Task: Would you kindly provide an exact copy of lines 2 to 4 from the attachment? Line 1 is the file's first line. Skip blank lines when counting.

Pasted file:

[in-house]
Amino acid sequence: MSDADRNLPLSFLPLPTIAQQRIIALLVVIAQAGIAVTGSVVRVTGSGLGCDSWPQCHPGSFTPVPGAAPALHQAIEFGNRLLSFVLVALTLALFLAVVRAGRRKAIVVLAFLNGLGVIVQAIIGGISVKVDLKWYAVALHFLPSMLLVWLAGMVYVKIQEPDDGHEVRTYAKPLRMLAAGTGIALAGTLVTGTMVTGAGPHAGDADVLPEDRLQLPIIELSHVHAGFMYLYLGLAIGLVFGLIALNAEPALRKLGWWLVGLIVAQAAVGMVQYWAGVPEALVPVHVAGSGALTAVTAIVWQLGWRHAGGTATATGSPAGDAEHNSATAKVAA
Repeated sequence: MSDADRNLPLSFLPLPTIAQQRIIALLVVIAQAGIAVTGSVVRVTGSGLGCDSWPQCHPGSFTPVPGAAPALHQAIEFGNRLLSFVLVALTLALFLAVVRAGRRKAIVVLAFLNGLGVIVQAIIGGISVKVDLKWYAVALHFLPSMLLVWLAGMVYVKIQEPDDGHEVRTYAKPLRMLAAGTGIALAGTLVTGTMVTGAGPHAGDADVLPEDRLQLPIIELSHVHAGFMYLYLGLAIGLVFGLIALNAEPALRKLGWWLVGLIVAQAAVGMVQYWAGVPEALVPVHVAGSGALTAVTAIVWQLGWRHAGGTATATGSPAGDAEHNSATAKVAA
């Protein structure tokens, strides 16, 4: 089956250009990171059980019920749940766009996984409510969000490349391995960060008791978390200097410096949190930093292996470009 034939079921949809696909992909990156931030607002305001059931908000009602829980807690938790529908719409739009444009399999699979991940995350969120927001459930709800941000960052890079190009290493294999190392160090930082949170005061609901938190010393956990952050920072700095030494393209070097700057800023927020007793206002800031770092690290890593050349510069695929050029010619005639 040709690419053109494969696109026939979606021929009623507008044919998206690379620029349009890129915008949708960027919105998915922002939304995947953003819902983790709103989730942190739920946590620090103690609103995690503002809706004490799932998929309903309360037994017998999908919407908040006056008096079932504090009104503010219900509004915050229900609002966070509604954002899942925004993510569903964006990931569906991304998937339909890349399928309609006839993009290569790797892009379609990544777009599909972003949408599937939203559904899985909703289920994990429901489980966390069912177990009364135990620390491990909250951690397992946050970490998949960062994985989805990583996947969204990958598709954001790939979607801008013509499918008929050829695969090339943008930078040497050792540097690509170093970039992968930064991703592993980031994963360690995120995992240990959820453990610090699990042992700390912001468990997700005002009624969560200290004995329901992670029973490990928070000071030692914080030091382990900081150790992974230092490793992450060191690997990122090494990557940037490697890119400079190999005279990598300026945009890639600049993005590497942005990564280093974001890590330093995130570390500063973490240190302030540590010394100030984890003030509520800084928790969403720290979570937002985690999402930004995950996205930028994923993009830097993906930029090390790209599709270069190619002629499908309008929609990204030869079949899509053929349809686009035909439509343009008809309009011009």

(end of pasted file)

Amino acid sequence: MSDADRNLPLSFLPLPTIAQQRIIALLVVIAQAGIAVTGSVVRVTGSGLGCDSWPQCHPGSFTPVPGAAPALHQAIEFGNRLLSFVLVALTLALFLAVVRAGRRKAIVVLAFLNGLGVIVQAIIGGISVKVDLKWYAVALHFLPSMLLVWLAGMVYVKIQEPDDGHEVRTYAKPLRMLAAGTGIALAGTLVTGTMVTGAGPHAGDADVLPEDRLQLPIIELSHVHAGFMYLYLGLAIGLVFGLIALNAEPALRKLGWWLVGLIVAQAAVGMVQYWAGVPEALVPVHVAGSGALTAVTAIVWQLGWRHAGGTATATGSPAGDAEHNSATAKVAA
Repeated sequence: MSDADRNLPLSFLPLPTIAQQRIIALLVVIAQAGIAVTGSVVRVTGSGLGCDSWPQCHPGSFTPVPGAAPALHQAIEFGNRLLSFVLVALTLALFLAVVRAGRRKAIVVLAFLNGLGVIVQAIIGGISVKVDLKWYAVALHFLPSMLLVWLAGMVYVKIQEPDDGHEVRTYAKPLRMLAAGTGIALAGTLVTGTMVTGAGPHAGDADVLPEDRLQLPIIELSHVHAGFMYLYLGLAIGLVFGLIALNAEPALRKLGWWLVGLIVAQAAVGMVQYWAGVPEALVPVHVAGSGALTAVTAIVWQLGWRHAGGTATATGSPAGDAEHNSATAKVAA
């Protein structure tokens, strides 16, 4: 089956250009990171059980019920749940766009996984409510969000490349391995960060008791978390200097410096949190930093292996470009 034939079921949809696909992909990156931030607002305001059931908000009602829980807690938790529908719409739009444009399999699979991940995350969120927001459930709800941000960052890079190009290493294999190392160090930082949170005061609901938190010393956990952050920072700095030494393209070097700057800023927020007793206002800031770092690290890593050349510069695929050029010619005639 040709690419053109494969696109026939979606021929009623507008044919998206690379620029349009890129915008949708960027919105998915922002939304995947953003819902983790709103989730942190739920946590620090103690609103995690503002809706004490799932998929309903309360037994017998999908919407908040006056008096079932504090009104503010219900509004915050229900609002966070509604954002899942925004993510569903964006990931569906991304998937339909890349399928309609006839993009290569790797892009379609990544777009599909972003949408599937939203559904899985909703289920994990429901489980966390069912177990009364135990620390491990909250951690397992946050970490998949960062994985989805990583996947969204990958598709954001790939979607801008013509499918008929050829695969090339943008930078040497050792540097690509170093970039992968930064991703592993980031994963360690995120995992240990959820453990610090699990042992700390912001468990997700005002009624969560200290004995329901992670029973490990928070000071030692914080030091382990900081150790992974230092490793992450060191690997990122090494990557940037490697890119400079190999005279990598300026945009890639600049993005590497942005990564280093974001890590330093995130570390500063973490240190302030540590010394100030984890003030509520800084928790969403720290979570937002985690999402930004995950996205930028994923993009830097993906930029090390790209599709270069190619002629499908309008929609990204030869079949899509053929349809686009035909439509343009008809309009011009």